Scientology Volunteer Ministers in Earthquake-Ravaged Kesennuma Deliver Food to Remote Areas— br>On Bicycles
With roads impassable and relief services stretched to the limits, delivering food and supplies to ill, injured and elderly residents in outlying rural areas around Kesennuma remained a critical but unsolved dilemma for government and civilian relief forces.
The Volunteer Minister disaster relief team, who has operated a shelter in Hashikami Junior High School in Kesennuma for the past month, took on the challenge, proving once again their motto—“Something Can Be Done About It”—isn’t just words.
“Our motto is a call to action,” says the lead Volunteer Minister in Kesennuma.
In an email to their network of five teams in the decimated areas, Volunteer Ministers described the difficulties delivering food and supplies to the rural areas over impassible roads. A solution was almost immediately forthcoming: bicycles.
Fast action turned this from a bright idea into a visit to a large local bicycle store that readily donated 32 bicycles, helmets and bags.
Students of Hashikami Junior High School, site of the shelter staffed by Volunteer Ministers, eagerly signed up to ride the delivery bikes and worked with VMs to affix a sign to each bike basket, with their school’s logo and the “Something Can Be Done About It” motto.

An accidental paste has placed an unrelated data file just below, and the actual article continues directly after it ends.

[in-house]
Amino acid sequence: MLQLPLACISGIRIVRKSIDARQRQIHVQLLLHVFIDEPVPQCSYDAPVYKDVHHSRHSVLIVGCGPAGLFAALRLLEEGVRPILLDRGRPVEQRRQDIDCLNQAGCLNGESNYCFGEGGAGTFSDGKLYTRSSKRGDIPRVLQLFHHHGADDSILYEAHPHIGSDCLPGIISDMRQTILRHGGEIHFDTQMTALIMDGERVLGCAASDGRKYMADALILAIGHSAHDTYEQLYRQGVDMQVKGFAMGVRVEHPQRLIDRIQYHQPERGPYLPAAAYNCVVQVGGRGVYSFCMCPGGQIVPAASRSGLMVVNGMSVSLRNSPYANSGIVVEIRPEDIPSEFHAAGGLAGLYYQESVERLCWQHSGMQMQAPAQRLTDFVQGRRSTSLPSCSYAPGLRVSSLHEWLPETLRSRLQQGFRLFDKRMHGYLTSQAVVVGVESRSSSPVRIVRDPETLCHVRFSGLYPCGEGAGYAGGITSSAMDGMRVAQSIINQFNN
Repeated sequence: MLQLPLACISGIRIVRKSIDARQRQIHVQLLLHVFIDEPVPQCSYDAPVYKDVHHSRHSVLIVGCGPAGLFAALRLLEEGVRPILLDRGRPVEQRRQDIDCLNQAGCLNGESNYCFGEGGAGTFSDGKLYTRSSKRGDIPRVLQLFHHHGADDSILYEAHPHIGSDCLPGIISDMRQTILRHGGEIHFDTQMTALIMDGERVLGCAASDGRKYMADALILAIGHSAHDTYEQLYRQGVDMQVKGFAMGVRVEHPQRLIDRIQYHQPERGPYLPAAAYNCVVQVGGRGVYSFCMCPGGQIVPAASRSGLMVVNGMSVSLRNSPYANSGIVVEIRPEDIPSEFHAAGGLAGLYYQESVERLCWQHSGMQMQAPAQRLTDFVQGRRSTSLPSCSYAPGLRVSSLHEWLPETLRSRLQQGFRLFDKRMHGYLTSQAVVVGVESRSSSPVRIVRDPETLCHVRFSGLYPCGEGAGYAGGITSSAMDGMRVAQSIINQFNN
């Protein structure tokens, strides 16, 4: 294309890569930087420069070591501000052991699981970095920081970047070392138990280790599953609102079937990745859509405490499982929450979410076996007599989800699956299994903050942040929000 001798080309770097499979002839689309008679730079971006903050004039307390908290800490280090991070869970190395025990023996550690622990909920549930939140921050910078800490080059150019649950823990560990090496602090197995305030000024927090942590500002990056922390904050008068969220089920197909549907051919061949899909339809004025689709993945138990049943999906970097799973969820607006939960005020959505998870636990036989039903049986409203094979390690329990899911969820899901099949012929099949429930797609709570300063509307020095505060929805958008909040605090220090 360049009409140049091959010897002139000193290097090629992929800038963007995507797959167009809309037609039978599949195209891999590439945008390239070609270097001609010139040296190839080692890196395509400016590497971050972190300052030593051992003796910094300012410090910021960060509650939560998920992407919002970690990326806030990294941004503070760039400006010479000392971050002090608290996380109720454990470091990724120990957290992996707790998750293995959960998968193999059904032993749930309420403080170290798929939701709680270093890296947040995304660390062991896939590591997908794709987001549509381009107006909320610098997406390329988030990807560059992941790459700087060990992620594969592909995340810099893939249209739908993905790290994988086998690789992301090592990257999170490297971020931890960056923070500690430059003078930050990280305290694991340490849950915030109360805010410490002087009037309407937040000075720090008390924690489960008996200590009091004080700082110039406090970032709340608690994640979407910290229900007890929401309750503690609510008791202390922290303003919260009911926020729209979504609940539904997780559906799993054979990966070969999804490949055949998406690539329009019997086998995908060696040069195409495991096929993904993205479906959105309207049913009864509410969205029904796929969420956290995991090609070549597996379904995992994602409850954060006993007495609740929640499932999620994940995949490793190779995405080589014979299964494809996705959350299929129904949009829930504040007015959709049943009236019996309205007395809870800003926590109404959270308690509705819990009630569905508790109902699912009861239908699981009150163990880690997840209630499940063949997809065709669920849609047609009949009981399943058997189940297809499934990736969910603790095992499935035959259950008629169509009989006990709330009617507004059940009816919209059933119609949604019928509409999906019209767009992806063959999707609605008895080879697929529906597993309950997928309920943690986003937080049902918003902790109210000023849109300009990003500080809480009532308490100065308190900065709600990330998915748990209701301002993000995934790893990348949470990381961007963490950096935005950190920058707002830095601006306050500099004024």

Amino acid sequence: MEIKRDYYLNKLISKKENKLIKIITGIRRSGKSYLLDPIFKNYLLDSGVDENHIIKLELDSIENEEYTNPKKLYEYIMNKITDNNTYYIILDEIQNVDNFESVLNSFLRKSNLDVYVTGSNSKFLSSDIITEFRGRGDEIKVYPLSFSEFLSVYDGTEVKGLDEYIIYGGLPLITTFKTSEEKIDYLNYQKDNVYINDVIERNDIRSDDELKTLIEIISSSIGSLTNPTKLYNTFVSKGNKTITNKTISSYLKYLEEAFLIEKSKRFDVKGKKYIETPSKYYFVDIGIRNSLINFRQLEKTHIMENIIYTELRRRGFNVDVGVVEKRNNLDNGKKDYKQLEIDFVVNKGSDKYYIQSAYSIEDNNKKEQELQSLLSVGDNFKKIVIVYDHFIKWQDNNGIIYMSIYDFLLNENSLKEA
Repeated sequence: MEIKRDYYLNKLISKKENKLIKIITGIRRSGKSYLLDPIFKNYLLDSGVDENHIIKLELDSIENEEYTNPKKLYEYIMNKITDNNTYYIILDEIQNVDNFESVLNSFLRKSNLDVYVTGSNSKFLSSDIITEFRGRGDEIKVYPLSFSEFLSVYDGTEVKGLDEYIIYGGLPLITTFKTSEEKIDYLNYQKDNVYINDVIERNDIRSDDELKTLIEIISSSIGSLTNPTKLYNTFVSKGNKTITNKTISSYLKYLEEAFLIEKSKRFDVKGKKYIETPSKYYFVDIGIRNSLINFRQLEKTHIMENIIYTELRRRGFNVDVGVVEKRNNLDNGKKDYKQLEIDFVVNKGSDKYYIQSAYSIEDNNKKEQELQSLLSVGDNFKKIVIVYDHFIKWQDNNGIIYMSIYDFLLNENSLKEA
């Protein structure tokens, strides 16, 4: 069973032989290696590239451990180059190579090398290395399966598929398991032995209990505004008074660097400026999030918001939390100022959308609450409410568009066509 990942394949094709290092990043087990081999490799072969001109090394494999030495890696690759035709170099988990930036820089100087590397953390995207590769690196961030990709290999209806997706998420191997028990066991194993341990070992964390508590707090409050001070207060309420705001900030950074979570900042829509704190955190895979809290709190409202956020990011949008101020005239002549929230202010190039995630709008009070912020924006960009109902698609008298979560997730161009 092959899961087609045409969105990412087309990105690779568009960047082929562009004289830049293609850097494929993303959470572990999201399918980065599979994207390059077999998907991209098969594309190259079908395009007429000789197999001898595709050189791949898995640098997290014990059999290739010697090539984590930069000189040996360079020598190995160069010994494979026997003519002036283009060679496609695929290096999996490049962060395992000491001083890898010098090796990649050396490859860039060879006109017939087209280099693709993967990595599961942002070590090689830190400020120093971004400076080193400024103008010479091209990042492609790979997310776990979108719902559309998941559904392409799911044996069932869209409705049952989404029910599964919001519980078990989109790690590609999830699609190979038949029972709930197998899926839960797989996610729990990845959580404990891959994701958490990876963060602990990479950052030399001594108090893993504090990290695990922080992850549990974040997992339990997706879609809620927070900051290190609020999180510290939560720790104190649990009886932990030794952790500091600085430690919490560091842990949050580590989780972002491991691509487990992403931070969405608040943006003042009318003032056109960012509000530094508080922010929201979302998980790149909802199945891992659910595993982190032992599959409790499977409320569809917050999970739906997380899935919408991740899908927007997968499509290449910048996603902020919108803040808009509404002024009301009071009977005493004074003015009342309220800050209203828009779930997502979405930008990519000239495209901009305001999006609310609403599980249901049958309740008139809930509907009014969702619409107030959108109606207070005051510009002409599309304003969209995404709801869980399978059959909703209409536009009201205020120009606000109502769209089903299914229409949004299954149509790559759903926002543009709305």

Kesennuma City Council member Mr. Moriya came to officially launch the students on their mission to deliver donated food and water to the isolated victims of the quake and tsunami. At the send-off event, covered by Sanriku Shimpo newspaper and a local TV station, the council member said he usually declines offers from volunteer organizations, but he has seen the Volunteer Ministers provide effective assistance that is unique and therefore welcome. He also commented that he had not seen so many smiles on the faces of the junior high school students since the tsunami, and he thanked the Volunteer Ministers and the students and urged them to continue their work in the area.